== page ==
SHB 1397

This analysis was prepared by non-partisan legislative staff for the use of legislative members in their deliberations. This analysis is not a part of the legislation nor does it constitute a statement of legislative intent.

C 85 L 13

Synopsis as Enacted

Brief Description: Adding a requirement to sexual health education to include elements of and consequences for conviction of sexual offenses where the victim is a minor.

Sponsors: House Committee on Education (originally sponsored by Representatives Orcutt, Santos, Dahlquist, Pike, Vick, Haler, Hargrove, Buys, Magendanz and Bergquist).

House Committee on Education

Senate Committee on Early Learning & K-12 Education


Guidelines for Sexual Health Information and Diseases Prevention.

The January 2005 Guidelines for Sexual Health Information and Diseases Prevention (Guidelines) were developed by the Office of the Superintendent of Public Instruction (OSPI) and the Department of Health in response to a bipartisan request from 41 state legislators. They provide a framework for medically and scientifically accurate sexual health education for Washington youth. The Guidelines list components of evidence-based and effective education programs. For younger youth, the Guidelines suggest developing healthy self-esteem, positive body image, good self-care, effective communication skills, respect for others, caring for family and friends, and a responsibility to communicate. As youth mature, the guidelines suggest awareness of health exams, abstinence, and contraception.

Sexual Health Education.

Public schools are not required to provide sexual health education, but those that do must assure that it is:

The OSPI is required to develop and annually update a list of sexual health education curricula consistent with the Guidelines. Public schools that offer sexual health education are encouraged to choose curriculum listed by the OSPI, but may develop their own curriculum if it complies with the Guidelines.

The OSPI is required to identify sexual health curricula used and report the results of their inquiry to the Legislature every two years.

Sex Offenses.

The criminal code includes sexual offenses which are crimes whether or not the victim is a minor, and some which are crimes because the victim is a minor. An example of a sexual offense that is a crime whether or not the victim is a minor is Rape in the third degree, which involves sexual intercourse with a clear lack of consent. An example of a sexual offense that is a crime because the victim is a minor is Rape of a Child in the third degree which involves sexual intercourse with a child who is at least 14 year old but less than 16, and the perpetrator is at least 36 months older.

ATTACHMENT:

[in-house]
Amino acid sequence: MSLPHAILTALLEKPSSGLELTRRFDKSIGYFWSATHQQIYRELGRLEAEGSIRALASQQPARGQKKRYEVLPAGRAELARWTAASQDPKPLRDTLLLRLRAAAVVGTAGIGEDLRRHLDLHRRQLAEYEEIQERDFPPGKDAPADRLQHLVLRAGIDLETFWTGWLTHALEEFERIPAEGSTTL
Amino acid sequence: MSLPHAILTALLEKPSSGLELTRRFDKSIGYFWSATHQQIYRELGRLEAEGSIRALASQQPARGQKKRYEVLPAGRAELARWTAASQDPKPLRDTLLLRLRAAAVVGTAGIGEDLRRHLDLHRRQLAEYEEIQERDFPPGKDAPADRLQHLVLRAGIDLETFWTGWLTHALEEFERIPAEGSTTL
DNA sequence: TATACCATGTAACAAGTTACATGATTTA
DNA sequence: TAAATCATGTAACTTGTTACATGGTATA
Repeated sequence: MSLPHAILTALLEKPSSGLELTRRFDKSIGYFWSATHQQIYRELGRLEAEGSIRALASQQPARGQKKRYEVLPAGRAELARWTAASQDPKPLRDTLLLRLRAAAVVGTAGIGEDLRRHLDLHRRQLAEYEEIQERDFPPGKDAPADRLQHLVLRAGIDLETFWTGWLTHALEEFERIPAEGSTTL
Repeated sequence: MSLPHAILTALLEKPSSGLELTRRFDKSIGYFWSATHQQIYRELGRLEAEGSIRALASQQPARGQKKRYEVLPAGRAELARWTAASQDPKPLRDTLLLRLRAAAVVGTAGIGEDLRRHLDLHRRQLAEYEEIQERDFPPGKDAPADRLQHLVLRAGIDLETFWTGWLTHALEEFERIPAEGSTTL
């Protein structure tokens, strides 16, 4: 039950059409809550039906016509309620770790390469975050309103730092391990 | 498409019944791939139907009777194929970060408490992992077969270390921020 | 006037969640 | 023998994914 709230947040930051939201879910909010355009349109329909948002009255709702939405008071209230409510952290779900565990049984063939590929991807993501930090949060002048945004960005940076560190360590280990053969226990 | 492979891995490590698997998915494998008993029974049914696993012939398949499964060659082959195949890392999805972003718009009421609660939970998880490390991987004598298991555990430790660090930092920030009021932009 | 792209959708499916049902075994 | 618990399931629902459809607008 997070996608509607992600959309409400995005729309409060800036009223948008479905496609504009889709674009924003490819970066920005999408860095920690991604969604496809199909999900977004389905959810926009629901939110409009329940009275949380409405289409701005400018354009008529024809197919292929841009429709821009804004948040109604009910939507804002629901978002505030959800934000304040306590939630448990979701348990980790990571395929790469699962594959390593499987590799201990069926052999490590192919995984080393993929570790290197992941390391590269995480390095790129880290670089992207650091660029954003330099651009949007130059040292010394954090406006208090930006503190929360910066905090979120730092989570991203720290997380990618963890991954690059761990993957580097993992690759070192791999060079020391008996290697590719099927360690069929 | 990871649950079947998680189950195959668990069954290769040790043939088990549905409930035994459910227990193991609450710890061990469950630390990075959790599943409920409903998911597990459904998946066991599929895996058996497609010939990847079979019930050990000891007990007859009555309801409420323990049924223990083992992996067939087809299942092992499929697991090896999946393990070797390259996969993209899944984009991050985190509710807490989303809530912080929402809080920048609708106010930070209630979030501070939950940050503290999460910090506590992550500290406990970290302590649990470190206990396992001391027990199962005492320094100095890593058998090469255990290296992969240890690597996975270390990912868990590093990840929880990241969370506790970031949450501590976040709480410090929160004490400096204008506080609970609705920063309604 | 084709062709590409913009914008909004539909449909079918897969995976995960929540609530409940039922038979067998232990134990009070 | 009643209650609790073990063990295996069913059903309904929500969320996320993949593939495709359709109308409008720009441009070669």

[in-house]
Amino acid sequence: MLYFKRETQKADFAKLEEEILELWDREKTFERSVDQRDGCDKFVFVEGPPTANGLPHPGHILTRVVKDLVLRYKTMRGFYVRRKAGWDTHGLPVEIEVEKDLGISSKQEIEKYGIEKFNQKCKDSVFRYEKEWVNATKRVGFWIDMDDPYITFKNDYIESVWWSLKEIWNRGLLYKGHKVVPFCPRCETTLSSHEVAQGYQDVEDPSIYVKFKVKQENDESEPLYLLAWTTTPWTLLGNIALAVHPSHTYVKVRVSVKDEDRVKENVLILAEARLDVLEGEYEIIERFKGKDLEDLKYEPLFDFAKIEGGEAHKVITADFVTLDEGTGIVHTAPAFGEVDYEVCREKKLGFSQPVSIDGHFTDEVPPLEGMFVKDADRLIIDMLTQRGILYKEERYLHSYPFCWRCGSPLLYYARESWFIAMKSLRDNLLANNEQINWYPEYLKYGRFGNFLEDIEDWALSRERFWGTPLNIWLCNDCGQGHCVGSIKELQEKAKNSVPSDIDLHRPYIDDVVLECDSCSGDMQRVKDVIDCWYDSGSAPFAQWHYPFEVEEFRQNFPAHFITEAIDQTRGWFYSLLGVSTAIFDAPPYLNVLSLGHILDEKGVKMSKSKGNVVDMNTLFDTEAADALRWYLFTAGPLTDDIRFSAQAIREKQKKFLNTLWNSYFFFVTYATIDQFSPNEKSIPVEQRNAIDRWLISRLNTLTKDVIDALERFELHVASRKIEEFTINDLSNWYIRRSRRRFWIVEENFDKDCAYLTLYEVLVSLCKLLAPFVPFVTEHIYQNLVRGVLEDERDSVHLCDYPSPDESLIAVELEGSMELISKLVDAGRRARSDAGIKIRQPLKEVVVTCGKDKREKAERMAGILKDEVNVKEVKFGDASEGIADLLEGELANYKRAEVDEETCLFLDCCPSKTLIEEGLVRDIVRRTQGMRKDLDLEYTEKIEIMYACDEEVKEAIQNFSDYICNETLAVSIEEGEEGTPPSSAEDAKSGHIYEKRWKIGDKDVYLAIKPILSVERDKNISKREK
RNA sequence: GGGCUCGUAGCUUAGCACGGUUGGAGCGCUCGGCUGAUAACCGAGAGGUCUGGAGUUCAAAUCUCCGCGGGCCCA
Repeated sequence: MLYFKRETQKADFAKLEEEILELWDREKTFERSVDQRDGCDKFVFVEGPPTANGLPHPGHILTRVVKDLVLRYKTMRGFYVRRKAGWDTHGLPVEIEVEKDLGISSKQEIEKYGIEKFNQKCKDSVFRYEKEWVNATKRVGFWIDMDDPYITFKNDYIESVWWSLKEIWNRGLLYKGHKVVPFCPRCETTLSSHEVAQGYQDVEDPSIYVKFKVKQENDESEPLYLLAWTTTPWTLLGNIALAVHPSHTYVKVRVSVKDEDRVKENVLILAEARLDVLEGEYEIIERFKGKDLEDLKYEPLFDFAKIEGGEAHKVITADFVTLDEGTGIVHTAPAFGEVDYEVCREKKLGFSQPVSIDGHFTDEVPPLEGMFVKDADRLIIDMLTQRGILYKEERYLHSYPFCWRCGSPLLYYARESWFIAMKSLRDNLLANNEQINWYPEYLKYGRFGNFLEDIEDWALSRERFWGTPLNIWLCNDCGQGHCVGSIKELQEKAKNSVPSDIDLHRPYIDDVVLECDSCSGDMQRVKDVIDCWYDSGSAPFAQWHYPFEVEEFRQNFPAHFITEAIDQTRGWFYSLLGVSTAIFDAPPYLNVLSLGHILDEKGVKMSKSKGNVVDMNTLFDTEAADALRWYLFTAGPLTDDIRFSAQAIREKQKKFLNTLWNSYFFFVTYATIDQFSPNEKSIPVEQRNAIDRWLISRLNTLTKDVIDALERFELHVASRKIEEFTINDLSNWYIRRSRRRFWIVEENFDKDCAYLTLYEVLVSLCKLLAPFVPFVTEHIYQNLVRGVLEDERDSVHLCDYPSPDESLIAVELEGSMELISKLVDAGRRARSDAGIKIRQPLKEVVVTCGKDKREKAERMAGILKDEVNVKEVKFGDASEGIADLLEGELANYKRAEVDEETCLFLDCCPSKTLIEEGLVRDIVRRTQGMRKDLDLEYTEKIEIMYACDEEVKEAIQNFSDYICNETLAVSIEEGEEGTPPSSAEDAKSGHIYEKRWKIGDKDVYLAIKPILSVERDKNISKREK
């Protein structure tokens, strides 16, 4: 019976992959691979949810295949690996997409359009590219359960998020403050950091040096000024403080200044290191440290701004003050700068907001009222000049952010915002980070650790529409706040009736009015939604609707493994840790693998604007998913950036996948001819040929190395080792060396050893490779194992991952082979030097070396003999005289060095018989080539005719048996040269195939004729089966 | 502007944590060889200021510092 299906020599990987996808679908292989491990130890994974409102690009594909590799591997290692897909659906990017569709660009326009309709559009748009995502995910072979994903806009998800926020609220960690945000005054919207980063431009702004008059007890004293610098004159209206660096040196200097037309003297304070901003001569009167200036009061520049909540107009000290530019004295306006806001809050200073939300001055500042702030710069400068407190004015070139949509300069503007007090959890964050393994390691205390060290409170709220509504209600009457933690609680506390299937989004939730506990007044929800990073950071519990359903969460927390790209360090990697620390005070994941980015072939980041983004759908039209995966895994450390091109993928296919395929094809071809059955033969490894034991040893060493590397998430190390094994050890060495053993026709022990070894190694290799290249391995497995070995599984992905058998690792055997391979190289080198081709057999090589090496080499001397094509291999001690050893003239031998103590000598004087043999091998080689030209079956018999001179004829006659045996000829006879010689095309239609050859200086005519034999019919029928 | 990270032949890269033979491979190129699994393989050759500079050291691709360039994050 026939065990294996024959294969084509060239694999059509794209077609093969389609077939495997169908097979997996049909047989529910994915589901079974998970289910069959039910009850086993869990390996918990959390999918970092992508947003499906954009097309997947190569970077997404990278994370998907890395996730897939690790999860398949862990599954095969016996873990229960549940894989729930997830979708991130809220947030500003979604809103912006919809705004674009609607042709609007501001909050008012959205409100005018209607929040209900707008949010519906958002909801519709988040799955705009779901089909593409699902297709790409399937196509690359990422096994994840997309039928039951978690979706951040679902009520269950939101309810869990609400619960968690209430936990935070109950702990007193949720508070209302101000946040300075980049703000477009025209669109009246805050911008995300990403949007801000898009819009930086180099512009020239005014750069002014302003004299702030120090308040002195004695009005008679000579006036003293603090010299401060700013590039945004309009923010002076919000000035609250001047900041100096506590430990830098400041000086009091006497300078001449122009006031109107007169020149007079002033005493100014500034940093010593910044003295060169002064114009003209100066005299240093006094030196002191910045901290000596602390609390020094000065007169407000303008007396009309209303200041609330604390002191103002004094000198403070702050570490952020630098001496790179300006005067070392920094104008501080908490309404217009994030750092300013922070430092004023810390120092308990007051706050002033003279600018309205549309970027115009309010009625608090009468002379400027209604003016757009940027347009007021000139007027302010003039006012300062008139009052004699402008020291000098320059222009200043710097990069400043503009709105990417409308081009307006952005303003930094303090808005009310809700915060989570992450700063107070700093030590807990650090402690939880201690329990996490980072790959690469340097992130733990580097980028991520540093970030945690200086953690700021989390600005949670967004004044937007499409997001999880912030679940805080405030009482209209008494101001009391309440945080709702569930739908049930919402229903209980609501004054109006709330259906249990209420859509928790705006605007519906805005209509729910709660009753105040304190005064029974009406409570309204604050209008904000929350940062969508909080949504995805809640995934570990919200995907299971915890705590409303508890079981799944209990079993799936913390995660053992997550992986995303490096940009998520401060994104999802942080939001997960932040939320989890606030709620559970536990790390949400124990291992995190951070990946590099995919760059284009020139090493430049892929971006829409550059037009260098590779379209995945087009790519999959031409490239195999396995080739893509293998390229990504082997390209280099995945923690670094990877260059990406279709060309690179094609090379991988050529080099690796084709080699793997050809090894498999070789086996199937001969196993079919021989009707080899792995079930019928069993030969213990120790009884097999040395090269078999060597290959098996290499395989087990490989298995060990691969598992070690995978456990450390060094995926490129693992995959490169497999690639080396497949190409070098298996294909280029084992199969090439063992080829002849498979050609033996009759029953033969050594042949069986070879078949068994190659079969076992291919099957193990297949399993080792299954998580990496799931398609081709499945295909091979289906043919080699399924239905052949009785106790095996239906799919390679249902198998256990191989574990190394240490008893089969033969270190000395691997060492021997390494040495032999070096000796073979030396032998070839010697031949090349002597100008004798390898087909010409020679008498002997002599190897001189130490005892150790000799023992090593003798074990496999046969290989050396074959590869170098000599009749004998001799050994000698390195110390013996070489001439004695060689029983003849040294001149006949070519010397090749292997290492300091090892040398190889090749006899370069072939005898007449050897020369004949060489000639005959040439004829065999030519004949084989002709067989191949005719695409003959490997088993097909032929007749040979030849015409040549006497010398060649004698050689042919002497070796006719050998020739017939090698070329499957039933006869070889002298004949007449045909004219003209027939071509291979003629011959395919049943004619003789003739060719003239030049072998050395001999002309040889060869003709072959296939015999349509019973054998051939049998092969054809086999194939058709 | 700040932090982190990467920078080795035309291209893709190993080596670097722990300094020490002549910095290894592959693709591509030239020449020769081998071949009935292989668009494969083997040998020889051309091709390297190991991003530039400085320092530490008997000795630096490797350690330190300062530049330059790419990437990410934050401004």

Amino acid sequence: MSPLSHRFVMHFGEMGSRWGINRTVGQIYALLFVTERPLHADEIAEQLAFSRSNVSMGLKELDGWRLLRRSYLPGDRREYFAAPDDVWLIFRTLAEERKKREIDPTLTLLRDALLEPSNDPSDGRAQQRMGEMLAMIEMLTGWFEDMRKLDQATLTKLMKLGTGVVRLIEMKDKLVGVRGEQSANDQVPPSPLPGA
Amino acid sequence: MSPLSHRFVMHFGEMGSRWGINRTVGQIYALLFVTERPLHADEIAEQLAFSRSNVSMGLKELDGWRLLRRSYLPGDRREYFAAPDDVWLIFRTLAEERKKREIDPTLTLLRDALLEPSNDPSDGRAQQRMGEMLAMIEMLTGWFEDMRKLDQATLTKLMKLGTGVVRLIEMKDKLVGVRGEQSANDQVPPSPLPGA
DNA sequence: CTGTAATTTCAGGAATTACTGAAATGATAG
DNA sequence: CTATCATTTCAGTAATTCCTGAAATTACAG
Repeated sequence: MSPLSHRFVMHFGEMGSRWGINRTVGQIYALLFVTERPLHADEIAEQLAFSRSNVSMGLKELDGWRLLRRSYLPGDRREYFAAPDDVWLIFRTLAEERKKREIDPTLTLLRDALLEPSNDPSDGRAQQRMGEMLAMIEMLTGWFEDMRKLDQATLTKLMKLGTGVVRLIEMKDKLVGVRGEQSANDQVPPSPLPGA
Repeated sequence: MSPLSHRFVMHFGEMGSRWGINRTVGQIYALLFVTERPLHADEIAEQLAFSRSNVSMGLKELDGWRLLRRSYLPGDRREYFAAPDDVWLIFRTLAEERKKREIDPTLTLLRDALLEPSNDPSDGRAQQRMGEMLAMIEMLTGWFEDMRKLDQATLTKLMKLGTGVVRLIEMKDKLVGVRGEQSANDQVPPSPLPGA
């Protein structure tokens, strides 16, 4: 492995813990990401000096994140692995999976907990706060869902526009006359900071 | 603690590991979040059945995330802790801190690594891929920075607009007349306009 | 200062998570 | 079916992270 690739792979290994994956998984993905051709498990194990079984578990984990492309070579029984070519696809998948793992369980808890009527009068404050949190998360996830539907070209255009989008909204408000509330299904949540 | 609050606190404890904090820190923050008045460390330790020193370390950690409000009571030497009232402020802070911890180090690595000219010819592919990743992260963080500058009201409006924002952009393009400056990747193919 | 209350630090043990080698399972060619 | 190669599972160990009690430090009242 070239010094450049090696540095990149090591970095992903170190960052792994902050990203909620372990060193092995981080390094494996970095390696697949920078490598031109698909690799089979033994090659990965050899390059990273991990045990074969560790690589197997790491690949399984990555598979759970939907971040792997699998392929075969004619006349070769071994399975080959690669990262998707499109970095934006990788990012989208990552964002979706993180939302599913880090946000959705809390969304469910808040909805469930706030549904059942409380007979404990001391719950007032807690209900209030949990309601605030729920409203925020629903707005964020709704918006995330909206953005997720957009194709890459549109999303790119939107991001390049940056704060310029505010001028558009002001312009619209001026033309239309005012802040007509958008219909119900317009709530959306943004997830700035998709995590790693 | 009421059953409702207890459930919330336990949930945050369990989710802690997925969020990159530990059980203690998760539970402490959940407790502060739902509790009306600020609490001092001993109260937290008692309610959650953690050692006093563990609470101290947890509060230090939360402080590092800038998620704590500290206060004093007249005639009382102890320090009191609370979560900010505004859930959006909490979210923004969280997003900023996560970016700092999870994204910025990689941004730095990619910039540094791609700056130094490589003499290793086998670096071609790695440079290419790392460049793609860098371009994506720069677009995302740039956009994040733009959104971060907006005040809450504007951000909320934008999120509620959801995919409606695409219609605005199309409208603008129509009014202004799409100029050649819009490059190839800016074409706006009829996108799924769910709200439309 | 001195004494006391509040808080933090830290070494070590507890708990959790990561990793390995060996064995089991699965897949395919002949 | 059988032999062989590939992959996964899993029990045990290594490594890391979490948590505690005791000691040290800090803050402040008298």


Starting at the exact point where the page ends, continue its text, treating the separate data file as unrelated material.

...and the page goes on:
In addition to sentences following convictions or guilty pleas to these crimes, any adult or juvenile found to have committed a sex offense must register with the county sheriff in the county of the person's residence. There are also various other reporting requirements.

Educational Materials.

In 2006 the Legislature required that the Washington Coalition of Sexual Assault Programs (Coalition), in consultation with the Washington Association of Sheriffs and Police Chiefs (WASPC), the Washington Association of Prosecuting Attorneys (WAPA), and the OSPI develop education materials to inform parents and community members about:


Information related to the legal elements of sex offenses where a minor is a victim, the consequences upon conviction, and sex offender registration must be added to the educational materials prepared by the Coalition, the WASPC, the WAPA, and the OSPI. By September 1, 2014, and biennially thereafter, the Coalition and the others must review and update the educational materials to make sure that they remain current, accurate, and age appropriate.

Every public school that offers sexual health education must assure that sexual health education complies with the Guidelines. This sexual health education must attempt to teach students to take responsibility for and understand the consequences of behavior, and avoid exploitive or manipulative relationships. This education should include age appropriate information about the legal elements of sex offenses where a minor is a victim and the consequences of conviction. It is also encouraged to include the materials developed by the Coalition and others.

Votes on Final Passage:








July 28, 2013